The Life Centre has never been a job to him, he says, and he believes the staff all feel that way too.
“If I had one wish for anyone, it would be to give them one day of the last 16 years of days that I have had in the Life Centre.
“I’ve enjoyed every second of it, though some of it has been really sad, but there’s a kind of enjoyment in that, as well, that you come out the other side, and the younger person and the family come out the other side too, and you were part of supporting that.”
He says the centre’s management committee and trustees have fully supported his continuing to work through his illness, and he hopes to stay as long as he feels he can contribute.
“I want to enjoy every minute with the kids here, and when I’m not here, I’m going to enjoy every minute with my family, particularly my grandkids, just to be with them.”
He has prepared video messages for his grandchildren, James, Daniel, Cian, and Eoin, who he says are too young to know he’s ill, for later.
“They mean a lot to me, and I want them to know that. I hope they have some good memories.
“I’m very lucky. My wife, Betty, our children, Don and Eilis, and their partners, and our grandkids, they’re amazing to me.
“They’re always going to be a rock and I’m very fortunate, I have that family, I have aunts, and uncles, and particularly two first cousins, they’ll kill me for saying, but Dympna and Sinead have been amazing, they’re like my guardian angels.”
He says friends have offered to pay for him to travel abroad for treatment, but while he stresses he is not commenting on anyone else’s decisions, he felt that wasn’t for him, preferring to stay in Ireland.
He credits the Life Centre’s success to the students and the staff, saying he did whatever he could to support them, and he says his goal was always to make the centre sustainable.
“And I fecking haven’t done that yet, it’s still an ongoing fight.”
Mr O’Leary has had public and ongoing disagreements with the Department of Education over funding for the centre and during our conversation he went so far as to thank the department for giving him something to fight and “for keeping me alive”.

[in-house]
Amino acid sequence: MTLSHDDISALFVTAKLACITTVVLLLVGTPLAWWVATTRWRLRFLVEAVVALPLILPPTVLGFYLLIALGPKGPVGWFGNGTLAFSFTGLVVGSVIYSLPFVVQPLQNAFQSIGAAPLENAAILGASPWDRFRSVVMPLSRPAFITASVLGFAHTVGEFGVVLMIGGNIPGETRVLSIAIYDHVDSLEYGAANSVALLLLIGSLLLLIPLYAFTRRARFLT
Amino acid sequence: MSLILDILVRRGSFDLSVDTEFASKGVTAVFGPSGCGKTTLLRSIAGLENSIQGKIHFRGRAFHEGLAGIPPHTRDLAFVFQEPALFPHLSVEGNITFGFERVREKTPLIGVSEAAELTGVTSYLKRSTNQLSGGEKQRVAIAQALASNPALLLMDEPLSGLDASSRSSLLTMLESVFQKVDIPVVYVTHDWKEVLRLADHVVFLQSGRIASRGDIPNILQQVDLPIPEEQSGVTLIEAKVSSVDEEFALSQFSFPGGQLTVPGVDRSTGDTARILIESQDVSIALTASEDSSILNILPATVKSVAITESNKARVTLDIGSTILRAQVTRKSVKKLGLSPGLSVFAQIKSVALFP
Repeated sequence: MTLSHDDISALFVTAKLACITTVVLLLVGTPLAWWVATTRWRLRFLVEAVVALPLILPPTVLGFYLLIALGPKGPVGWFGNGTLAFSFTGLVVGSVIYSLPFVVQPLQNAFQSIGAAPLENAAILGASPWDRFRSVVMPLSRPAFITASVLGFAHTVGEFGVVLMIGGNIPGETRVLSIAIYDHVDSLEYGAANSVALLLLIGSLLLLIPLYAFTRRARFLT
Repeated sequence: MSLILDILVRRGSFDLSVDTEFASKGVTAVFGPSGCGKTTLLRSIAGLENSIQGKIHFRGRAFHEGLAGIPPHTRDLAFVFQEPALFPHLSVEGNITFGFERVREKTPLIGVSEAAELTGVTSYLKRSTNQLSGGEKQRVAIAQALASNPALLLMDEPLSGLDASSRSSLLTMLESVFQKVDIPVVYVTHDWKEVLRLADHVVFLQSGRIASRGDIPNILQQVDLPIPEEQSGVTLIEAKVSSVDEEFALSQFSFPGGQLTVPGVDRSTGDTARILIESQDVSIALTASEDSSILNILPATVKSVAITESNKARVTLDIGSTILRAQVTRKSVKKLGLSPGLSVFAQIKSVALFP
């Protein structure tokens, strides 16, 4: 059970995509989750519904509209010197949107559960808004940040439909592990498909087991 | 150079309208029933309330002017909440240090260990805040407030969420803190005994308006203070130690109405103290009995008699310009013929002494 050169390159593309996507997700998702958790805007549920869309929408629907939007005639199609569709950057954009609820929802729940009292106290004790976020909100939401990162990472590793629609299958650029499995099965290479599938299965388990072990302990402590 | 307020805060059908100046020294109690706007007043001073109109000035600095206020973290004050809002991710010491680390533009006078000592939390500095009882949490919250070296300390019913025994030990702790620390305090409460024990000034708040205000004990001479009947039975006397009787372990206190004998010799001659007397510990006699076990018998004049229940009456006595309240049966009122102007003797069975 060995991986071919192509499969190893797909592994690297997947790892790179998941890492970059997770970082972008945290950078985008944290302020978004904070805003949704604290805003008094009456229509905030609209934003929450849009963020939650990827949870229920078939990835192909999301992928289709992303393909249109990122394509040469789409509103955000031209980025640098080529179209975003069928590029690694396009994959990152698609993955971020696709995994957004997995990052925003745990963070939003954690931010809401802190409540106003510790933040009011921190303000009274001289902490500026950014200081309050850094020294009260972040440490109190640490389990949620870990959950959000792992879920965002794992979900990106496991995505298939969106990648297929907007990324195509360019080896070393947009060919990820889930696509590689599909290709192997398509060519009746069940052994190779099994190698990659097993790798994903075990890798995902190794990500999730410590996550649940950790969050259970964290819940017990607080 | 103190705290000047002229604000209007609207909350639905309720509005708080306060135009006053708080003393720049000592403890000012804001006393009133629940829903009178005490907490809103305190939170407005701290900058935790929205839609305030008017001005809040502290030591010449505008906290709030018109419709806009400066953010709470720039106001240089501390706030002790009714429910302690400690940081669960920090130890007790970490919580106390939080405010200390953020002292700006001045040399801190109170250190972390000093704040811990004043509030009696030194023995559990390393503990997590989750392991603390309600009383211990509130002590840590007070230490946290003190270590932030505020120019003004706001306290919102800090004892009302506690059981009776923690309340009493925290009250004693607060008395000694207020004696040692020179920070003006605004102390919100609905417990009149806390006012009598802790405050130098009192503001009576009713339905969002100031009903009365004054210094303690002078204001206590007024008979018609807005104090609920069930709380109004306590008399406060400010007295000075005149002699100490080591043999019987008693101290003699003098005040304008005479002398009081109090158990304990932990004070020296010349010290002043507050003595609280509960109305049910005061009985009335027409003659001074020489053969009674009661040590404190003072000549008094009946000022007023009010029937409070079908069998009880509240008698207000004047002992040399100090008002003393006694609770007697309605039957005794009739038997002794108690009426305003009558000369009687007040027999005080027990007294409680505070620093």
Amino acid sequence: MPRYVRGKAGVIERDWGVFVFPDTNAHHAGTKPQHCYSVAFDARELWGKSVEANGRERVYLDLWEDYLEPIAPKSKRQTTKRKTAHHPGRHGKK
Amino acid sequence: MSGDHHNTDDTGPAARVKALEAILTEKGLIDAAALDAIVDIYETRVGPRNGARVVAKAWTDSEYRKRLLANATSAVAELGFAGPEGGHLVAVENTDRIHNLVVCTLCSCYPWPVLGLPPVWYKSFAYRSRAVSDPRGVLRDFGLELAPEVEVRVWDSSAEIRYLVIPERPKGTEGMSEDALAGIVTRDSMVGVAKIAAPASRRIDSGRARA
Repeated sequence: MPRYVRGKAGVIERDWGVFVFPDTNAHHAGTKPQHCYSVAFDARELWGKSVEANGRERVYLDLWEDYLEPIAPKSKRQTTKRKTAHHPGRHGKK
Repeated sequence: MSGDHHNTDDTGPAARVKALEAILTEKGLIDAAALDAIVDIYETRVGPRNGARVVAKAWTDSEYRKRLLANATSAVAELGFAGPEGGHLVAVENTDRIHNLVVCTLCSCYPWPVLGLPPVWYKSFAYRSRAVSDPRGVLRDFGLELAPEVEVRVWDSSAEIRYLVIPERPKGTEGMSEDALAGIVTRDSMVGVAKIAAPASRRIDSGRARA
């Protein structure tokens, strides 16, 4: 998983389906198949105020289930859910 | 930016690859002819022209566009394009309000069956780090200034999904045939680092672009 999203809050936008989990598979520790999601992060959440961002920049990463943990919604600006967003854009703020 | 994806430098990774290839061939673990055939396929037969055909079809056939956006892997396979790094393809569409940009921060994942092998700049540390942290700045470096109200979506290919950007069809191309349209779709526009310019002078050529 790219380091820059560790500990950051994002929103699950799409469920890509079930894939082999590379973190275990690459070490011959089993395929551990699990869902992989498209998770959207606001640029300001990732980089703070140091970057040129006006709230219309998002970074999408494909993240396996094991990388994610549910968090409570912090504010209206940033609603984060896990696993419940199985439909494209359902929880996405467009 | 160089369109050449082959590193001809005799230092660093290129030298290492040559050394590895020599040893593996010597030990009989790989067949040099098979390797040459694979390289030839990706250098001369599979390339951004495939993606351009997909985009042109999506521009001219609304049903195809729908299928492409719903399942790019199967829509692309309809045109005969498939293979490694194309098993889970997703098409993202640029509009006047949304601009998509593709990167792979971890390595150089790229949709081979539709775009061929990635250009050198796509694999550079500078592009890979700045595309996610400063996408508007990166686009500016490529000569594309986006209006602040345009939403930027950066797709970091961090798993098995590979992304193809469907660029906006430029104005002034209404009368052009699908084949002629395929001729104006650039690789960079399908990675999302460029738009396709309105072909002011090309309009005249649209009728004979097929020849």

In 1987, Don was sentenced by the Special Criminal Court to five years in prison for IRA membership. He served three years in Portlaoise Prison.
He was elected to Cork City Council for Sinn Féin in June, 1999, but ill health forced him to resign the following January.
On November 13, exactly a year after his initial cancer diagnosis, University College Cork presented him with an honorary doctorate. He says his grandsons were “bored out of their minds’’ during the ceremony, until they caught a reference to his time as a Republican prisoner – “grandad was in jail?”
A sports fanatic, he missed out on this year’s All-Ireland when an offer of a ticket came too late to work the logistics of a trip to Dublin around his cancer treatment.
“It’ll show you how good people are — a Limerick man was giving me a ticket to see Cork being destroyed by Limerick.”
A life-long Manchester United fan, he inherited that love from his father, listening to matches through the static on BBC4.
“I’m hoping to go to Old Trafford in April, but the way this bloody pandemic is going, I’m not going to get there.”
Unfortunately, his son became a Liverpool fan, and now three of his grandsons are similarly afflicted.